Josh Matejka, Editor: Other than his cool nickname? Nikko is the type of guy that should be celebrated on every good team. He’s not a world-beater, but he’s going to hold the fort for you when things start falling apart. He’s the big Dutch [editor’s note: Nikko is not actually Dutch] boy with his finger in the dam when Jeremiah Tilmon gets his second foul early in the first half.

But in all seriousness, Nikko creates value simply by the fact that he doesn’t create a lot of value. He’s good teammate and a solid role player who gives the coaching staff a security blanket. He’s not going to win you any games, but he’s also not going to lose you any. He’ll grab a few boards, grab a few put backs and set some hard screens. Rinse, repeat.

What would you like to see Nikko work on during the offseason?

Sam Snelling: I want Nikko to stay the beautiful representation of his role as much as humanly possible. Are there things he can improve upon? Sure, his free throw shooting would be nice. A few of those dunks would turn into 3-point plays instead of just dunking on someone. I’d like to see him pass out of the post a little better. But sometimes guys just are who they are at this point, and I’d like to think we can appreciate Reed for the contributions he’s been able to make despite a tough medical history, and being on the roster with two different head coaches. He’s also on track to be the first four-year senior from out of state to make it to the end since Laurence Bowers.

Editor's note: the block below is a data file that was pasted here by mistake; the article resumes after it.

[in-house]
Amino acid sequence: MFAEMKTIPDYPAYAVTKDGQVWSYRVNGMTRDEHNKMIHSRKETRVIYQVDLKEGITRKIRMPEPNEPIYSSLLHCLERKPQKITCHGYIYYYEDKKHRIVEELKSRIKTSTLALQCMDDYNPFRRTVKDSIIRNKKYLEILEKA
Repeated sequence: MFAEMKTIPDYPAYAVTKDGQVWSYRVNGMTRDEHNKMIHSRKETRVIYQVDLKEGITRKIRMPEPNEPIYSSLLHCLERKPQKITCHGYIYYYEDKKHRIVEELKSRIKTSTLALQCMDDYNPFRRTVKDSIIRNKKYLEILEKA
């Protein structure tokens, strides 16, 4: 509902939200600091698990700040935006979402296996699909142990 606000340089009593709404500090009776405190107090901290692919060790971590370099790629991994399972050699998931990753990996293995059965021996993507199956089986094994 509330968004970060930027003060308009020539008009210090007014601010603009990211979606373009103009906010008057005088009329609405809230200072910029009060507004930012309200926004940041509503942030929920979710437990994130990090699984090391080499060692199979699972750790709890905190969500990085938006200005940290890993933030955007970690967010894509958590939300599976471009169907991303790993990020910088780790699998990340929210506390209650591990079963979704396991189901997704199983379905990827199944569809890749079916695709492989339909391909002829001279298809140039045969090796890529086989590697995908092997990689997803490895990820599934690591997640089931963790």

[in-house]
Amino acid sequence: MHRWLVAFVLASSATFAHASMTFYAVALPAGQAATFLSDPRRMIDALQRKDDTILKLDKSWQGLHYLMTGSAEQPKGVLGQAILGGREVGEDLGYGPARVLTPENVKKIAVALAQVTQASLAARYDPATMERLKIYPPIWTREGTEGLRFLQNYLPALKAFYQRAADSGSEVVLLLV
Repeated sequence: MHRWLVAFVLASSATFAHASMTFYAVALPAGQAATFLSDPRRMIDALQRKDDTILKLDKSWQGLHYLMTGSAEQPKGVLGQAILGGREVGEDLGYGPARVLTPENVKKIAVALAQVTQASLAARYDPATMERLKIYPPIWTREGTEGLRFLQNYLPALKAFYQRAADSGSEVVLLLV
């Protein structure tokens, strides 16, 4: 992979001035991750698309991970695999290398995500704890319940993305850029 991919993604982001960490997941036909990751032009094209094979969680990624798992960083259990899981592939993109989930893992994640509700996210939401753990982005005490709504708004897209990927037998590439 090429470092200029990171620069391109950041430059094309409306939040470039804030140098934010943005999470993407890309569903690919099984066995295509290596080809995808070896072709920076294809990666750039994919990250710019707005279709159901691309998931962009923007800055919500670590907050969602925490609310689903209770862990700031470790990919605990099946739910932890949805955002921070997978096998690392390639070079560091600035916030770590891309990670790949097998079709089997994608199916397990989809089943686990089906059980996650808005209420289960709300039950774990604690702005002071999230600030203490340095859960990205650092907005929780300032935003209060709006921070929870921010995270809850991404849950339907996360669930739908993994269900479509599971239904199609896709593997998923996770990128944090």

Matt Harris: These are relatively minor requests. First, be a little more sure-handed trying to snare passes after rolling. Second, keep a level head against double teams on the block. There’s no overhaul on the horizon, but those kinds of marginal improvements are feasible and would juice the rising senior’s efficiency. Similar to Mitchell Smith, Nikko’s imprint can impactful on the culture Martin wants to establish in Columbia. Grinding in practice, being engaged in film and devouring scouts set a standard for young guys can emulate. Seeing a veteran put in the legwork and max out the minutes afforded to him can help create a sense of cohesion. I don’t have any doubts Nikko’s brawny game still leaves room for those soft skills.